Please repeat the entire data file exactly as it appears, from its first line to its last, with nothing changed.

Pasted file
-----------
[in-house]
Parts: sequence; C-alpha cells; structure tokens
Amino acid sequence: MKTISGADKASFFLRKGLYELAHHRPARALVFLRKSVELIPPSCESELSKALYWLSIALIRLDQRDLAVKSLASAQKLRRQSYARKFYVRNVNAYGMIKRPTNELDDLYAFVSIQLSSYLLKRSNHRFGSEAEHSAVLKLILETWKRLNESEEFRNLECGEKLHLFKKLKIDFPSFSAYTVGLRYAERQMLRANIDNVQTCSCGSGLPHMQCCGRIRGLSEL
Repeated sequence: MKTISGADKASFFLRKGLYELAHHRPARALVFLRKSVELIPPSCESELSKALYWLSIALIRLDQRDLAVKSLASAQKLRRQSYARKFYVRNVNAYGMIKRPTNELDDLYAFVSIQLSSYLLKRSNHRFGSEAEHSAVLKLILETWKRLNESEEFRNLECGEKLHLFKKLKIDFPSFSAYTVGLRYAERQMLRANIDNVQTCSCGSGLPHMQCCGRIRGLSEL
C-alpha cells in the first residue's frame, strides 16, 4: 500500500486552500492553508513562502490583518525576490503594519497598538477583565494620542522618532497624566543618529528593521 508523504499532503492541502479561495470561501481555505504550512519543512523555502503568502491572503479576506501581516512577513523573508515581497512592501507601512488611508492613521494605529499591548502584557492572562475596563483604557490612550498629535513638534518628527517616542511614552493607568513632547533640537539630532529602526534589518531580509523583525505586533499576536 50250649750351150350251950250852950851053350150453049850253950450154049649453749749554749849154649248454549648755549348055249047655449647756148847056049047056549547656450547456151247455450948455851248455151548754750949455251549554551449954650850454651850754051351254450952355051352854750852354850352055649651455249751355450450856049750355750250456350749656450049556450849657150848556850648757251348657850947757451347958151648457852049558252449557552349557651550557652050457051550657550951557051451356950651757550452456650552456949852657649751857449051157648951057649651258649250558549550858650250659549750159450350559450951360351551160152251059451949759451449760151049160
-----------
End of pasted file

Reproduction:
[in-house]
Parts: sequence; C-alpha cells; structure tokens
Amino acid sequence: MKTISGADKASFFLRKGLYELAHHRPARALVFLRKSVELIPPSCESELSKALYWLSIALIRLDQRDLAVKSLASAQKLRRQSYARKFYVRNVNAYGMIKRPTNELDDLYAFVSIQLSSYLLKRSNHRFGSEAEHSAVLKLILETWKRLNESEEFRNLECGEKLHLFKKLKIDFPSFSAYTVGLRYAERQMLRANIDNVQTCSCGSGLPHMQCCGRIRGLSEL
Repeated sequence: MKTISGADKASFFLRKGLYELAHHRPARALVFLRKSVELIPPSCESELSKALYWLSIALIRLDQRDLAVKSLASAQKLRRQSYARKFYVRNVNAYGMIKRPTNELDDLYAFVSIQLSSYLLKRSNHRFGSEAEHSAVLKLILETWKRLNESEEFRNLECGEKLHLFKKLKIDFPSFSAYTVGLRYAERQMLRANIDNVQTCSCGSGLPHMQCCGRIRGLSEL
C-alpha cells in the first residue's frame, strides 16, 4: 500500500486552500492553508513562502490583518525576490503594519497598538477583565494620542522618532497624566543618529528593521 508523504499532503492541502479561495470561501481555505504550512519543512523555502503568502491572503479576506501581516512577513523573508515581497512592501507601512488611508492613521494605529499591548502584557492572562475596563483604557490612550498629535513638534518628527517616542511614552493607568513632547533640537539630532529602526534589518531580509523583525505586533499576536 50250649750351150350251950250852950851053350150453049850253950450154049649453749749554749849154649248454549648755549348055249047655449647756148847056049047056549547656450547456151247455450948455851248455151548754750949455251549554551449954650850454651850754051351254450952355051352854750852354850352055649651455249751355450450856049750355750250456350749656450049556450849657150848556850648757251348657850947757451347958151648457852049558252449557552349557651550557652050457051550657550951557051451356950651757550452456650552456949852657649751857449051157648951057649651258649250558549550858650250659549750159450350559450951360351551160152251059451949759451449760151049160